What's particularly distasteful about this fee onslaught, aside from the fact that our tax dollars supposedly paid/pay for the parks and that Congress and the various administrations are failing in their obligation to fully fund the Park Service, is that the legislation that started this process, the Federal Lands Recreation Enhancement Act, never really got its day in Congress.
    Rather, sleight-of-hand was used to attach it as a rider to an appropriations bill and it made its way to the president's desk for signature without full consideration by the House of Representatives or even introduction into the Senate (which I understand ain't too happy about that oversight). 
    And justice for all? Not in this case.
    So what to do? Should you just sit back, sigh heavily, and reach deeper into your wallet the next time you want to enter your favorite national park? Should you simply stop going to national parks? Or should you take some action?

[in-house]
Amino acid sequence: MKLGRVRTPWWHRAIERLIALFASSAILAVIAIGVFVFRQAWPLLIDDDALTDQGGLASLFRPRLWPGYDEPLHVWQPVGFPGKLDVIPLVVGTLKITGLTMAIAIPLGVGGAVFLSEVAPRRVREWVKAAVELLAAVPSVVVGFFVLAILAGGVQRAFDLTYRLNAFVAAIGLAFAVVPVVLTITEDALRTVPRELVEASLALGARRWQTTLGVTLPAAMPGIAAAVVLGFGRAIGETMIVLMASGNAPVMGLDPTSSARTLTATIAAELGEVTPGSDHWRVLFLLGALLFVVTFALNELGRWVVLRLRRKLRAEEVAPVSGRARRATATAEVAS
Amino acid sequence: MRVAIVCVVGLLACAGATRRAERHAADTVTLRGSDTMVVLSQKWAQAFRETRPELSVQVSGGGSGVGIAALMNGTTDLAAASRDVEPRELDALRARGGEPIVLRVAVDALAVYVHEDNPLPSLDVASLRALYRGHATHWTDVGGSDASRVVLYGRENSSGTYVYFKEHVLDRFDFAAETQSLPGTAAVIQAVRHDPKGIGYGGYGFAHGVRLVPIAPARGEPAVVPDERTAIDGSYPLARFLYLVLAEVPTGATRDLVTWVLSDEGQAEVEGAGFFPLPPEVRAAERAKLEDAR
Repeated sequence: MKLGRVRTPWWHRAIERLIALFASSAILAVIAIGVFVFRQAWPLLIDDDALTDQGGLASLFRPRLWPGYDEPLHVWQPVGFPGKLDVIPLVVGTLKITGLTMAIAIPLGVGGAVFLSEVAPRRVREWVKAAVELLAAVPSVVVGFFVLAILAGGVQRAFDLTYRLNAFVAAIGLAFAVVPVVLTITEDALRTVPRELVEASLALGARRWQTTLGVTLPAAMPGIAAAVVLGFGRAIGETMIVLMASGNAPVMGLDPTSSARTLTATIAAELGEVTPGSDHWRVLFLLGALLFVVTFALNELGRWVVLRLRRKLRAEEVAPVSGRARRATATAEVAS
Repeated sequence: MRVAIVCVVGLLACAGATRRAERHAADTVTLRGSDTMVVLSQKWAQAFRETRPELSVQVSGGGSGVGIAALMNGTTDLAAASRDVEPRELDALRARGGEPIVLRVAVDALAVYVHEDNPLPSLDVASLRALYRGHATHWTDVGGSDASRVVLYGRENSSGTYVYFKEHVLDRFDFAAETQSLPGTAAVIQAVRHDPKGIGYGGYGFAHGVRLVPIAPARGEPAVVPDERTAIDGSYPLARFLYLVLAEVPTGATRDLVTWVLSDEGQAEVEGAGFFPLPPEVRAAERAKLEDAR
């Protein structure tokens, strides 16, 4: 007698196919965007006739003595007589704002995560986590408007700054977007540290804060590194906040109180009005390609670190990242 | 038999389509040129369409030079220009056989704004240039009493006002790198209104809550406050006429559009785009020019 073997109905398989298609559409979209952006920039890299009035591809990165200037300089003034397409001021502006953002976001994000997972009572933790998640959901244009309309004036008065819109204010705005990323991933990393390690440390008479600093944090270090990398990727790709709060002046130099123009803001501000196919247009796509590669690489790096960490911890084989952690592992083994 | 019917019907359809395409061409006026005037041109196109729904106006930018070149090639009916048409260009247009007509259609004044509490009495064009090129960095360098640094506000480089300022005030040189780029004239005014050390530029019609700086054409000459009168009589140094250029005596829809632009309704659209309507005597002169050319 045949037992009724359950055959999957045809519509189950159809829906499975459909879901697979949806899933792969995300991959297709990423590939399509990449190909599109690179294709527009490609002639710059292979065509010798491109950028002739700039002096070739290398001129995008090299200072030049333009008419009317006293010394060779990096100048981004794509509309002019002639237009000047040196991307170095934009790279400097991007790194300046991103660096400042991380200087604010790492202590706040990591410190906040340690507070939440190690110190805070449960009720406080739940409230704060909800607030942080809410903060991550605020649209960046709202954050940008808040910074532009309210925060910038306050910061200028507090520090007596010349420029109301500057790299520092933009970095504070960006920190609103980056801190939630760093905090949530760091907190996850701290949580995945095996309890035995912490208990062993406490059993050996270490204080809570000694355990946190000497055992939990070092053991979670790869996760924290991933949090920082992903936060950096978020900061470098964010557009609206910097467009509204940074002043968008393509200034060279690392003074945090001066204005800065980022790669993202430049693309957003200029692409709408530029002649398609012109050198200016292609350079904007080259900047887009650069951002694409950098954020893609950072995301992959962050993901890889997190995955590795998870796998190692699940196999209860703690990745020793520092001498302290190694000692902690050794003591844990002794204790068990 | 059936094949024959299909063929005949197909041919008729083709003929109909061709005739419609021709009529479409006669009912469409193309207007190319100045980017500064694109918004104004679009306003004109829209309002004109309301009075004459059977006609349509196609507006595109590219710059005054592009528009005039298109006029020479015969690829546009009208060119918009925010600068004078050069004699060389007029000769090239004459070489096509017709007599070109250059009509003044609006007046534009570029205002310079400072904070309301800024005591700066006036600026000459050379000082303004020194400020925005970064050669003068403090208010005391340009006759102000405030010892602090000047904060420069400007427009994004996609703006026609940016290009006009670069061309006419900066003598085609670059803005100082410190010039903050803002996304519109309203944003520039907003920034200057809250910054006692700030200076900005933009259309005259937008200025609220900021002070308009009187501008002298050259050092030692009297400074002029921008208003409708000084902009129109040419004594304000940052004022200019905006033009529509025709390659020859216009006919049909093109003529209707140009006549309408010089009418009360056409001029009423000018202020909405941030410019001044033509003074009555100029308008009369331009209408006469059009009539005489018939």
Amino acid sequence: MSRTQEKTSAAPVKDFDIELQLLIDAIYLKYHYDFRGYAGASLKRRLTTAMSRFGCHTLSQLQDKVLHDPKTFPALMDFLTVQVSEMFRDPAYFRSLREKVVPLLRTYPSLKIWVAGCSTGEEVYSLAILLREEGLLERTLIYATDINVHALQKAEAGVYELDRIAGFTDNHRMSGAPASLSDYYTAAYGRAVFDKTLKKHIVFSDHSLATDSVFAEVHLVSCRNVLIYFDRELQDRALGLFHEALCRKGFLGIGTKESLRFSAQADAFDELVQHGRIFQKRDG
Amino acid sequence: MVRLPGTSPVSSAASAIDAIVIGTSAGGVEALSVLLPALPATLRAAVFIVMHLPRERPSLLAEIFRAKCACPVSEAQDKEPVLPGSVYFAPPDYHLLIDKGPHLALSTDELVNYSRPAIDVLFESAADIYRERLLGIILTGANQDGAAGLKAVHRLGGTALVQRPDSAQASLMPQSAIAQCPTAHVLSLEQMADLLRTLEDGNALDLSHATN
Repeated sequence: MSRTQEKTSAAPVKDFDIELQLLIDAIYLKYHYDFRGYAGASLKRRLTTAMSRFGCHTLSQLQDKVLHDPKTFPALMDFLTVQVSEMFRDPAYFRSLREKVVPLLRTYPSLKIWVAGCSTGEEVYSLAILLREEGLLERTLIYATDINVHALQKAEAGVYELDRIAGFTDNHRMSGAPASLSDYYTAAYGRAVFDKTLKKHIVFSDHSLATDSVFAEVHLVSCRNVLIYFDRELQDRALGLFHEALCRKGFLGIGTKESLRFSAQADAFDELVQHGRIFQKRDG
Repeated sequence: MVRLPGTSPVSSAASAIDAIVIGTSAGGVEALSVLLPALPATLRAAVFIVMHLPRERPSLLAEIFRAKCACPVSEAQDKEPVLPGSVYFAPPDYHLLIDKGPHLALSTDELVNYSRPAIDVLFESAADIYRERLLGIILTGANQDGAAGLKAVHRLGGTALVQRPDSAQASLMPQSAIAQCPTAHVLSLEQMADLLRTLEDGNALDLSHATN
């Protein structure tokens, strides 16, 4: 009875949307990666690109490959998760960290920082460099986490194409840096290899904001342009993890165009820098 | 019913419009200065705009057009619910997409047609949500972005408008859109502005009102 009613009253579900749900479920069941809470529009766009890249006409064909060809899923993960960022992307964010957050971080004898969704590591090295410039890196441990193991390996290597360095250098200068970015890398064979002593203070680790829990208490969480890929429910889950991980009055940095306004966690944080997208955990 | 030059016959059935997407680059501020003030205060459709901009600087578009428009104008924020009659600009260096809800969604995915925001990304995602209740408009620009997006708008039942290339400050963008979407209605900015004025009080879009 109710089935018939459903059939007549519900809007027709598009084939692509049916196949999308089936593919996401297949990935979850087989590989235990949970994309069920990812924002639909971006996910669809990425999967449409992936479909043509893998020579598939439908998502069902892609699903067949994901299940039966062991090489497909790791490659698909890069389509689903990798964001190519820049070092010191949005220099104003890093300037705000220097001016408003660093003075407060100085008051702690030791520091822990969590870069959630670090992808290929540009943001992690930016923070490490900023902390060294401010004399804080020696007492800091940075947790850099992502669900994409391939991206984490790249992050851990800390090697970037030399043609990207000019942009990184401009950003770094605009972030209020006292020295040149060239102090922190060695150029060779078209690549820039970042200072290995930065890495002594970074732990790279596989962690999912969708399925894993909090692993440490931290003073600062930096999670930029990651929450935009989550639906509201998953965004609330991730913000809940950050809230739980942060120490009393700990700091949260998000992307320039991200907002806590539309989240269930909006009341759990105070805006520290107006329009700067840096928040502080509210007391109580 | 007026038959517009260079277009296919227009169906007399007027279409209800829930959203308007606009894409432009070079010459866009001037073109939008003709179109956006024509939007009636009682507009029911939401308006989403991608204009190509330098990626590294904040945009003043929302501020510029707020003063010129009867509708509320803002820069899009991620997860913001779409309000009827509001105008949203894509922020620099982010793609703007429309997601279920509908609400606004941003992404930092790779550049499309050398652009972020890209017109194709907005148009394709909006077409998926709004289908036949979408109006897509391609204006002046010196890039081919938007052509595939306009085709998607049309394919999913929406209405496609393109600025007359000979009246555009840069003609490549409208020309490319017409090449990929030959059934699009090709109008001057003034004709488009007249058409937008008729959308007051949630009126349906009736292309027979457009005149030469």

Choose door No. 3.
    In the House of Representatives, Congressman Nick Joe Rahall is the new chair of the House Resources Committee and earlier this year he announced his intentions to examine a number of Park Service issues, including entrance fees. So, you might voice your concerns over the fee situation at his site.
    Another congressman to complain to is Rep. Raul Grijalva, who chairs the House national parks subcommittee. Just go to his website and click the bright yellow "e-mail Raul" button on the upper righthand column.
    On the Senate side, contact Senator Jeff Bingaman, who chairs the Senate Energy and Natural Resources Committee, which has oversight over national parks. You can reach him via this site.
    Of course, you also could speak up when your favorite national park announces a proposed entrance fee increase and asks for your reaction.